Civil servants’ wages and promotions should be based on competency and achievement rather than seniority, the government’s Administrative Reform Promotion Headquarters said in a basic plan approved Friday.

Nobuteru Ishihara, state minister in charge of administrative reform, presented the plan to the body, which is headed by Prime Minister Junichiro Koizumi, government officials said.

Although the “career” system for elite bureaucrats will be maintained, the proposal marks a departure from the conventional system of determining salary and promotion based on seniority, they said.

The new personnel system would assign a competency ranking based on civil servants’ ability to do work. Annual salaries for certain jobs above the deputy director general level would also be set and salaries for management-level posts would be based on achievements.

The plan also stipulates that ministerial approval would be required when government officials wish to leave ministries and work in private firms related to their previous positions.

The practice, called “amakudari” (descent from heaven), is blamed for creating cozy ties between the ministries and industries under their supervision.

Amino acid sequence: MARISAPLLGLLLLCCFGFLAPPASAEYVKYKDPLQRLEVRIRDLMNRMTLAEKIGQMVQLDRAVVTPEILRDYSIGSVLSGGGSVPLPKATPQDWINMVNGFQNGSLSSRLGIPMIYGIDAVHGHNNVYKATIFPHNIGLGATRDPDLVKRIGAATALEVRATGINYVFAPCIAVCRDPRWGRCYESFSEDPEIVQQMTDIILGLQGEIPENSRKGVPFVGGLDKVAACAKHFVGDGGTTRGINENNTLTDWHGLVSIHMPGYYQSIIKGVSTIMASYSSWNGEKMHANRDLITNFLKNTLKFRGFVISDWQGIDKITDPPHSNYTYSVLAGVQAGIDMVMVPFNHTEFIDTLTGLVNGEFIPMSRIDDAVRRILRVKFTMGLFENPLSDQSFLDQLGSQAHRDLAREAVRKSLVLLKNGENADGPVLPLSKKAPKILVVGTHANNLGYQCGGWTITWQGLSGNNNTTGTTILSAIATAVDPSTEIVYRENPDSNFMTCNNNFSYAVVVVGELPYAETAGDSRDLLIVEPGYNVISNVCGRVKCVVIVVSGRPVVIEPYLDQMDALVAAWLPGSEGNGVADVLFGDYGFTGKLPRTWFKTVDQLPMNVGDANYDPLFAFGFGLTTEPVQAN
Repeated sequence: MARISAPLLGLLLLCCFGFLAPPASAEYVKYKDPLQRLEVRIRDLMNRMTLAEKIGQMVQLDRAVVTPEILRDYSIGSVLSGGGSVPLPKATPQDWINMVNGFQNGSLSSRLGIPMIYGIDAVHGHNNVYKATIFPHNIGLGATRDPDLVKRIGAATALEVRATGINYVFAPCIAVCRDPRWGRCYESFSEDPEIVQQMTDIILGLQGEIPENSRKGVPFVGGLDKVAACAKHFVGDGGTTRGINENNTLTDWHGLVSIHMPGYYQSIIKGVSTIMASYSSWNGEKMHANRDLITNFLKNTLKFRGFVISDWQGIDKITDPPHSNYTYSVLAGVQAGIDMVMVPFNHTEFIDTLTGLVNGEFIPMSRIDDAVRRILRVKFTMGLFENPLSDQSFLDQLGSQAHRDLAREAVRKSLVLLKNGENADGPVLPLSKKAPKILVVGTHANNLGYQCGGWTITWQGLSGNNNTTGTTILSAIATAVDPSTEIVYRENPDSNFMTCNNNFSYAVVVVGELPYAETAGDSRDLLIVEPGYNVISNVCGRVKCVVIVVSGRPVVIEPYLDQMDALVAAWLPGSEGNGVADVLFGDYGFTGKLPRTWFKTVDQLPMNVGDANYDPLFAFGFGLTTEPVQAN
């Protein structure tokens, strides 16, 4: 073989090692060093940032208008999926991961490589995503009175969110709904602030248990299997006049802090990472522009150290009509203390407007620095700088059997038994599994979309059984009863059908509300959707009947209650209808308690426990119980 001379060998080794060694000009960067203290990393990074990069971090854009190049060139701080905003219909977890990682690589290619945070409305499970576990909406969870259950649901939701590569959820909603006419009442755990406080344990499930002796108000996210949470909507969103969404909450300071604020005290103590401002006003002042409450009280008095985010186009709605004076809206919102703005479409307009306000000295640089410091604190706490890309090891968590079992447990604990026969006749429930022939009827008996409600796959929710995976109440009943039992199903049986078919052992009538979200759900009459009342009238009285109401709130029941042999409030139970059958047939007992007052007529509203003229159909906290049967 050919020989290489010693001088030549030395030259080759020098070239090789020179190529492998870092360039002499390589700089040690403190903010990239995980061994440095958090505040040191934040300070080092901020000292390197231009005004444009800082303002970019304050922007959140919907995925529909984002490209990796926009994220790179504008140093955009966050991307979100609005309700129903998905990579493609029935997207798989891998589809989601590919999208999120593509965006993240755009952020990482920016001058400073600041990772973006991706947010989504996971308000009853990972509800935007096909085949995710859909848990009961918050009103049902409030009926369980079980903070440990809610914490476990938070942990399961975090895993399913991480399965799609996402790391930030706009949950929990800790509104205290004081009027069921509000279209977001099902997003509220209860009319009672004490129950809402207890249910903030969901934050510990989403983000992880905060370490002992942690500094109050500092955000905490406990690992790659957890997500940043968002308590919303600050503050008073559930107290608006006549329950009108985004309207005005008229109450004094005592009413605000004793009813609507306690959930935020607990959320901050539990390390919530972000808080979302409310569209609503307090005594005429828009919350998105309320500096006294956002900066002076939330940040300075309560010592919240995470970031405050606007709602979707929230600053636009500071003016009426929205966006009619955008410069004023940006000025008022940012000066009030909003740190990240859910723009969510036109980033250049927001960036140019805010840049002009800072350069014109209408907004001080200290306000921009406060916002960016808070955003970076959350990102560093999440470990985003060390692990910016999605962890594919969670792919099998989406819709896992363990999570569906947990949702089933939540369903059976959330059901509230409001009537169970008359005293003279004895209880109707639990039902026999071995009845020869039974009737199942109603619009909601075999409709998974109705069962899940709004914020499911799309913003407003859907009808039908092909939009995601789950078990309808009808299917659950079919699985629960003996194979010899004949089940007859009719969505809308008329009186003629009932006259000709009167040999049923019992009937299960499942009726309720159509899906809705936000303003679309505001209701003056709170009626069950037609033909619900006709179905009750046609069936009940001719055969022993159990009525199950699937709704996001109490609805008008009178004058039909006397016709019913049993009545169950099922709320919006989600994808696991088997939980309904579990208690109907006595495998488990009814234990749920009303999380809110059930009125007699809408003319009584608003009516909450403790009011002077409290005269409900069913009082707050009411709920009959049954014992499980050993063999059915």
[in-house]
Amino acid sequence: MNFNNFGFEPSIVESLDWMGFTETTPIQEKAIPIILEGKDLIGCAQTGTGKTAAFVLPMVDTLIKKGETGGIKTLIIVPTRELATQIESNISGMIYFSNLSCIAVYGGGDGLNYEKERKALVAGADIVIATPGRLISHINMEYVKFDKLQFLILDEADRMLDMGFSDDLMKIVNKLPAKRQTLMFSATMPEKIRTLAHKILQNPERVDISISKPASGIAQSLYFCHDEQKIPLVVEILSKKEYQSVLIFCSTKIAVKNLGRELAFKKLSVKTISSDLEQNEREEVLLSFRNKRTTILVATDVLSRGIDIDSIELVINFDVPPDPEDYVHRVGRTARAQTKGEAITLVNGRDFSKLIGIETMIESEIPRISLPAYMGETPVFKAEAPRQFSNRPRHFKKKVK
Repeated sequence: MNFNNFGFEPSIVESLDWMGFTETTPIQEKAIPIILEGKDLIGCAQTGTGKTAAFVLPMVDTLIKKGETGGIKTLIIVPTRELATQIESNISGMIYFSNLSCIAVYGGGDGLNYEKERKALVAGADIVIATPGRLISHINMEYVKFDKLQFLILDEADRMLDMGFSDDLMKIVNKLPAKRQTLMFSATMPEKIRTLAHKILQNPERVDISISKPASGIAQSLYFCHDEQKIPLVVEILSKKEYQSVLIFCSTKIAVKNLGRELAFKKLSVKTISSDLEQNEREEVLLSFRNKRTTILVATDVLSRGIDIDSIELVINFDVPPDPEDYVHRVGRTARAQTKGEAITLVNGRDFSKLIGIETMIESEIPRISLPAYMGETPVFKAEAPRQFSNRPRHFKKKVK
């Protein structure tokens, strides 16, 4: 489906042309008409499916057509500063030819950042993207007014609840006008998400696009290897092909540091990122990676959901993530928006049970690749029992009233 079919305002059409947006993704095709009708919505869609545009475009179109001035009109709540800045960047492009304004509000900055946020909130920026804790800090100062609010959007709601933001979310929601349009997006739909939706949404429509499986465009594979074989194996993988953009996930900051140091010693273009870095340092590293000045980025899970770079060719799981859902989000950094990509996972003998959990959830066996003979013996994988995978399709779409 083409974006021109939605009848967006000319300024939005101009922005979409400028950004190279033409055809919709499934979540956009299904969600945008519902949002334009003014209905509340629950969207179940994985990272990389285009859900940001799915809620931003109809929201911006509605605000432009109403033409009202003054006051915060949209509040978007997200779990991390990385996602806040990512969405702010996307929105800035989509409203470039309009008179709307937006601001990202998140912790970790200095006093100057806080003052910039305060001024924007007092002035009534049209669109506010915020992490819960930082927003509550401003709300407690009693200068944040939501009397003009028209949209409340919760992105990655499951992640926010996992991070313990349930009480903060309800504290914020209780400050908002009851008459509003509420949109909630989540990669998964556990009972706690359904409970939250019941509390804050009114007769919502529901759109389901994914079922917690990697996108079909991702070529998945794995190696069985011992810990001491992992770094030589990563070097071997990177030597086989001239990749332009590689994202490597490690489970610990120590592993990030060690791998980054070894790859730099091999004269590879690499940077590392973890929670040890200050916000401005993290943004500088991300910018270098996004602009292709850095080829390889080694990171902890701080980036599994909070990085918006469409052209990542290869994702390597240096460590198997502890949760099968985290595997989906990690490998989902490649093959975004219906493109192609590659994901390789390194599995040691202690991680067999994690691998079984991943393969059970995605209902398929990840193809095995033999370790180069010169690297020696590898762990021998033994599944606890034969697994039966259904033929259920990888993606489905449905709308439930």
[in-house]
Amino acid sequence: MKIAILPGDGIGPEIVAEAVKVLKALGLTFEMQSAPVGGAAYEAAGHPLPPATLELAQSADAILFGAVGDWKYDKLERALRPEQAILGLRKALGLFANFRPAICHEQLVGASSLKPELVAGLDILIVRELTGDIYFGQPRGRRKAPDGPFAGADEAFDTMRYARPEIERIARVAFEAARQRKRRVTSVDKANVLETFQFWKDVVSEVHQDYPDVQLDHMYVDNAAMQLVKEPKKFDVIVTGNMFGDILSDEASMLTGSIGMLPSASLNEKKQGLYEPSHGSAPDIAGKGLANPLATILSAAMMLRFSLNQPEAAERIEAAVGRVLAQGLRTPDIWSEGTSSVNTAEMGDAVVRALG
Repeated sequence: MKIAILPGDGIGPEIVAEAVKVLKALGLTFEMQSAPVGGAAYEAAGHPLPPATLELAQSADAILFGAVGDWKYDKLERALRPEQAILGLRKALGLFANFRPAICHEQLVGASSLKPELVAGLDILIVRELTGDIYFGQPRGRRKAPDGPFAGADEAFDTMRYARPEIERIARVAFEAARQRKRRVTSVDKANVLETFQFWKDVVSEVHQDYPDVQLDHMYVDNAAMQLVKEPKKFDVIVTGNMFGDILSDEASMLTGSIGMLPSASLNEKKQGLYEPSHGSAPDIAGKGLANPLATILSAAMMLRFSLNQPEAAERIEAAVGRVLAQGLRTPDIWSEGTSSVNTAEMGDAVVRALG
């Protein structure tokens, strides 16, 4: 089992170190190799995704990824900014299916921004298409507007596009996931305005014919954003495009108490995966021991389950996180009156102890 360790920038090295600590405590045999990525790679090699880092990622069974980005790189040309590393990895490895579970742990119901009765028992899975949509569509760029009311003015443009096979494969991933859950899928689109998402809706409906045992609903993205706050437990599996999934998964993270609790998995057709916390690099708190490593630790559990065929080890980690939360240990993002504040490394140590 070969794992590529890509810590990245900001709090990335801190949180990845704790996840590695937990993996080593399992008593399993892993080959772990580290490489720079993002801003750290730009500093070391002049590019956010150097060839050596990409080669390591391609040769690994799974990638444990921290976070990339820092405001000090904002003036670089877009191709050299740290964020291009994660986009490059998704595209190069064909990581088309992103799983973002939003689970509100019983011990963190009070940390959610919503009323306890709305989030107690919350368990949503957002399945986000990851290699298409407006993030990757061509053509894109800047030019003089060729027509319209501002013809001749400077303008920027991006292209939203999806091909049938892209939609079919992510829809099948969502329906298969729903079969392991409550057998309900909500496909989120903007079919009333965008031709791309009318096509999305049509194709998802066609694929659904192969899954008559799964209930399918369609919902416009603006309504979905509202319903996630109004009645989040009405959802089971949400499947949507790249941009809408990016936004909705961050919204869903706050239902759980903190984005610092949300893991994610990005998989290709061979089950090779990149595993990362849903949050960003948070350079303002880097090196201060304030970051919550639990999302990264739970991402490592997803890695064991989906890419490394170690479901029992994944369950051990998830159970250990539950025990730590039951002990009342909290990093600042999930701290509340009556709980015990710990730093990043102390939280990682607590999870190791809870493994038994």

If former bureaucrats are hired by such firms, their rank, position description and their new employers’ relationship with the ministry — such as contracts or regulatory permissions — would all be publicly released.

The plan also calls for legislation to penalize bureaucrats found to have pressured their former ministry concerning their new work.

On the controversial issue of allowing civil servants to strike, the reform panel does not give a conclusion but says the issue will be further deliberated.

The government plans to finalize details and compile a reform outline for the civil service around the end of the year.

The government also plans to submit related bills, such as an amendment to the National Civil Service Law, to the Diet as early as next year.

The basic plan also advocates actively appointing personnel from the private sector.

In a time of both misinformation and too much information, quality journalism is more crucial than ever.
By subscribing, you can help us get the story right.